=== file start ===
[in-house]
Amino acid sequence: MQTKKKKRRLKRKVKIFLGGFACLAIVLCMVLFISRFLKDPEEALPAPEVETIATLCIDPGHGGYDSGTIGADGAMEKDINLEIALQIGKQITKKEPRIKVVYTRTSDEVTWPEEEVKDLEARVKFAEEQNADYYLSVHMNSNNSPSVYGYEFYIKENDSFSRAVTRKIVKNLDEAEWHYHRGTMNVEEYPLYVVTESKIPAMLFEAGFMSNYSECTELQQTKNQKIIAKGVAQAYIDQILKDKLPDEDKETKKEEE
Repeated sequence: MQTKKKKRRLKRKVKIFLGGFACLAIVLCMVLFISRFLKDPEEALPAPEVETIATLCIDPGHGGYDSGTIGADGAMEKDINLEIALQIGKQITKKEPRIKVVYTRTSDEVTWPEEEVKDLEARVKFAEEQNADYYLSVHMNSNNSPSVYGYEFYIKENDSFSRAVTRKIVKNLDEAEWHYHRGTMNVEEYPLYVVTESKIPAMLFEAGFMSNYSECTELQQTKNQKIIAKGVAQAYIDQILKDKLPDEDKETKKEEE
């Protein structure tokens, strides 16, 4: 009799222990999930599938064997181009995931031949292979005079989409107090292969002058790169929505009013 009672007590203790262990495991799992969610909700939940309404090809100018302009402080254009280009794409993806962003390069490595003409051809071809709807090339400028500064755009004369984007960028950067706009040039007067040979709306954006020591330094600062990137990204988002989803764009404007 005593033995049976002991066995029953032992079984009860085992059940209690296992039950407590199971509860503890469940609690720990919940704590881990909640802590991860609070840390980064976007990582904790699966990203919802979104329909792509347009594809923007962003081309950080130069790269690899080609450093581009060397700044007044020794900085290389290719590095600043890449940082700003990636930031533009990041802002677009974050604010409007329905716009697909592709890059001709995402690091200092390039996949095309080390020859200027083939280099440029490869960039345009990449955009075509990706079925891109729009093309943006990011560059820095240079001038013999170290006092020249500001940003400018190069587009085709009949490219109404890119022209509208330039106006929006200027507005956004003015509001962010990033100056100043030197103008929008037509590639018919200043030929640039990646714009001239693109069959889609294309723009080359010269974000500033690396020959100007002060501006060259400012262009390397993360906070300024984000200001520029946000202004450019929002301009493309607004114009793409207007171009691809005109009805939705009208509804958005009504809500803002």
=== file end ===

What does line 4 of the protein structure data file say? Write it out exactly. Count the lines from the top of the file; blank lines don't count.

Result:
């Protein structure tokens, strides 16, 4: 009799222990999930599938064997181009995931031949292979005079989409107090292969002058790169929505009013 009672007590203790262990495991799992969610909700939940309404090809100018302009402080254009280009794409993806962003390069490595003409051809071809709807090339400028500064755009004369984007960028950067706009040039007067040979709306954006020591330094600062990137990204988002989803764009404007 005593033995049976002991066995029953032992079984009860085992059940209690296992039950407590199971509860503890469940609690720990919940704590881990909640802590991860609070840390980064976007990582904790699966990203919802979104329909792509347009594809923007962003081309950080130069790269690899080609450093581009060397700044007044020794900085290389290719590095600043890449940082700003990636930031533009990041802002677009974050604010409007329905716009697909592709890059001709995402690091200092390039996949095309080390020859200027083939280099440029490869960039345009990449955009075509990706079925891109729009093309943006990011560059820095240079001038013999170290006092020249500001940003400018190069587009085709009949490219109404890119022209509208330039106006929006200027507005956004003015509001962010990033100056100043030197103008929008037509590639018919200043030929640039990646714009001239693109069959889609294309723009080359010269974000500033690396020959100007002060501006060259400012262009390397993360906070300024984000200001520029946000202004450019929002301009493309607004114009793409207007171009691809005109009805939705009208509804958005009504809500803002």